Tünel newsstand in Istanbul and Pet Sounds in Stockholm.
The Tünel, an underground railway with just two stops, has ferried Istanbulites from Galata to Péra since 1875, and a newsstand has stood at its top station for 60 years. Brothers Gürsel and Bekir Kosar have manned it since buying the ancient racks from previous vendors 16 years ago.
“We open at 7am,” says Gürsel, “and sell all the Turkish dailies – Takvim, Hürriyet, Sabah, the rest. But even in this area we sell a lot of sports papers.”
After rush hour, the students come to browse the satirical magazines that “often get censored,” says Gürsel. Most patrons prefer cigarettes to satire and the Kosars cater for all budgets, selling single cigarettes for 30 kurus (€0.2).
The foreign titles arrive at 2pm, when teachers from the nearby Deutsche Schule drop in for Die Zeit and the Süddeutsche Zeitung. Le Monde, The Guardian and International Herald Tribune also do well.
“People are less interested in news on the way home,” says Bekir, as he sells a Cosmopolitan to a young woman.
A chill draws in as the brothers shut up shop after 12 hours of standing on Péra’s concrete floor. “All we need is what people want,” says Gürsel. That and comfortable shoes.
Tünel newsstand, Istiklal Caddesi, Istanbul
Three years ago, Stefan Jacobson’s Pet Sounds found itself at a crossroads. The record store he had founded and run for 25 years was clinging on against a backdrop of downloads and other cheap internet imports. His store – although legendary among Stockholm’s music-lovers for its unique selection – was in crisis. When a retail space became free next door, Jacobson risked bankruptcy and decided to expand. “The very day we opened again, our sales shot up,” he remembers.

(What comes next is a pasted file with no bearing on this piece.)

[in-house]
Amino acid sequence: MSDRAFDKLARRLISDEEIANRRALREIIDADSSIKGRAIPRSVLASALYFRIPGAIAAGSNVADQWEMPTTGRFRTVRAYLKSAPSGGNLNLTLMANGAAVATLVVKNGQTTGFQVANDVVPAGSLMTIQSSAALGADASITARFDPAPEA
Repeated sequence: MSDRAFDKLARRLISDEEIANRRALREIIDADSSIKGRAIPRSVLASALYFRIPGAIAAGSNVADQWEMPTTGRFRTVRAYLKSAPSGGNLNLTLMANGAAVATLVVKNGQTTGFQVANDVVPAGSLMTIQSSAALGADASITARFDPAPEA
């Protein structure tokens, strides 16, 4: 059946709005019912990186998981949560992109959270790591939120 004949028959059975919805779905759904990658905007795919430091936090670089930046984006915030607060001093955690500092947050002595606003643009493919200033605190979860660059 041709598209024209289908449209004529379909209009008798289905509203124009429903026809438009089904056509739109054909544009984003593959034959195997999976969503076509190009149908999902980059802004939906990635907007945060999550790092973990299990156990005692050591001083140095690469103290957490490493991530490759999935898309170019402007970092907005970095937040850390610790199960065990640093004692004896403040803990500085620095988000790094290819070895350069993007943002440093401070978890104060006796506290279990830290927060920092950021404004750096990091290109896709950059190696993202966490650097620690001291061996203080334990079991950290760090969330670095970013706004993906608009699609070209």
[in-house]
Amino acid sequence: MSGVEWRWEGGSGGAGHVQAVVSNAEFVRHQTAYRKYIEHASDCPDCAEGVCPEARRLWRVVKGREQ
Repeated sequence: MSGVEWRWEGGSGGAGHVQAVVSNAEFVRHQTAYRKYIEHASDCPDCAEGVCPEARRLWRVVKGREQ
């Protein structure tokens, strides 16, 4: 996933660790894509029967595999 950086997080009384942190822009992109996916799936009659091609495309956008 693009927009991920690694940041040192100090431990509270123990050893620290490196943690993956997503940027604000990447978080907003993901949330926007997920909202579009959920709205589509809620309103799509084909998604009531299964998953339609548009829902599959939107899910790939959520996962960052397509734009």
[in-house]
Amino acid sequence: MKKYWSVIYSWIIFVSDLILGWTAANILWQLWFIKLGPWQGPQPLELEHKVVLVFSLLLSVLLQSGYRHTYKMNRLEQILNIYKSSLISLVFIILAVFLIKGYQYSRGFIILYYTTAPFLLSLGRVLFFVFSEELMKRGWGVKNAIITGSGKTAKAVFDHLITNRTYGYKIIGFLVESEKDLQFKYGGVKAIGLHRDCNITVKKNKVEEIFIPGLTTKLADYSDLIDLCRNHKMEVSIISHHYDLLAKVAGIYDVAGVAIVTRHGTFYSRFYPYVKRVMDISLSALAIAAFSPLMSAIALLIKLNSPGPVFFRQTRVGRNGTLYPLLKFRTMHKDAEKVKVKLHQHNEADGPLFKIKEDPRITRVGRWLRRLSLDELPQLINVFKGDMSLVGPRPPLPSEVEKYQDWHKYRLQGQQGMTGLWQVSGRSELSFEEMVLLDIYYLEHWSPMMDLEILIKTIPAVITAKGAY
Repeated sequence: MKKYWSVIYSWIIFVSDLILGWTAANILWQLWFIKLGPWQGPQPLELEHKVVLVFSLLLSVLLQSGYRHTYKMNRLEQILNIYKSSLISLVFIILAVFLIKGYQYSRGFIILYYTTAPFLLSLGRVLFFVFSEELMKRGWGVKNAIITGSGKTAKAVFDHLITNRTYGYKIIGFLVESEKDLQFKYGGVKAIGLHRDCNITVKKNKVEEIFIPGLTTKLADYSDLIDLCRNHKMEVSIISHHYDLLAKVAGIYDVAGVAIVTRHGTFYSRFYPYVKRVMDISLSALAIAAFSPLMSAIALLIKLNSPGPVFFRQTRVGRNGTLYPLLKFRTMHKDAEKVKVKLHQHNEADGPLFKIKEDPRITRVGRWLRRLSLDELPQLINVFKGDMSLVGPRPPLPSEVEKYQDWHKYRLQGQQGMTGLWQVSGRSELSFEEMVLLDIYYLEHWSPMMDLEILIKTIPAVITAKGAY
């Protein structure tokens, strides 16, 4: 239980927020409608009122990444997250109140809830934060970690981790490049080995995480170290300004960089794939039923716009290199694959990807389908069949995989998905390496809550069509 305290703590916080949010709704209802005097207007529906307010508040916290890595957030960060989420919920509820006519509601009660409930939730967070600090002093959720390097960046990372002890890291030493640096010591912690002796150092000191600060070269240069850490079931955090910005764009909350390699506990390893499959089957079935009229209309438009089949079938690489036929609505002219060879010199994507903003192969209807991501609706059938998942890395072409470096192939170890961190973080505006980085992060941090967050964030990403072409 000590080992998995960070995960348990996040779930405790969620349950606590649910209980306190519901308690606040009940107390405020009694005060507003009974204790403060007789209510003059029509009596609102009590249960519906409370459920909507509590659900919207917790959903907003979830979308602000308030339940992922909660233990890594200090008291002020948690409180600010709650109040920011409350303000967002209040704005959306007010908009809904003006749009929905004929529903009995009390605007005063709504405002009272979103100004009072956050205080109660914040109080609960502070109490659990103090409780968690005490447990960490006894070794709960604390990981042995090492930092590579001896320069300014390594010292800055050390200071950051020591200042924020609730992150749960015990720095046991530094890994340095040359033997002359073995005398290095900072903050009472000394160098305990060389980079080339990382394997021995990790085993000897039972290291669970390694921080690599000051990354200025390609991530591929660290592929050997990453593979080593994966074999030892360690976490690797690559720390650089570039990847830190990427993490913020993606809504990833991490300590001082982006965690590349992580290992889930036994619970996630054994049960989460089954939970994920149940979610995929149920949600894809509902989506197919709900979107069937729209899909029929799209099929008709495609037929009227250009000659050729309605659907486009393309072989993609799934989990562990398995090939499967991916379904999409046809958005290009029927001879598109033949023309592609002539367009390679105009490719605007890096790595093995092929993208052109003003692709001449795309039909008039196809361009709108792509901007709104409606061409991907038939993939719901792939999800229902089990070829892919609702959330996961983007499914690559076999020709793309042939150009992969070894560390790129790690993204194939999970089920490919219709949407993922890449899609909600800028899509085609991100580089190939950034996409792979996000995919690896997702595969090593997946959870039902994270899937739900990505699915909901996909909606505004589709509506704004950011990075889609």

What used to be a tiny, slightly intimidating crucible of fan-dom is now a friendlier place that whips up lattes for browsers while record racks provide hiding places for the shy. The basic concept, however, hasn’t changed since Jacobson became his own boss: sell the music you like. “We’ve survived because we’ve never cared about top lists: my own taste ranges from Swedish folk music to Black Sabbath.”
Stockholmers have learnt to trust Pet Sounds for those little extras: personal service and recommendations, as well as gigs in the shop’s cellar and in the Pet Sounds Bar across the street.
So what will happen when Jacobson’s LP generation dies out? “Who knows?” he says. “Maybe in a couple of years the new kids will think it’s cool to buy records again. If not, I’ll just have to change jobs.”
Pet Sounds Records, Skånegatan 53, Stockholm. + 46 (0) 8 702 9798
Pet Sounds recommended record labels:
Hybris – a pop label devoted to new artists
Labrador – purveyors of perfect pop
Service – a versatile, multi-genre label
Information – new electronica label, home of Pet Sounds’ bestselling record, Yearbook 1 by Studio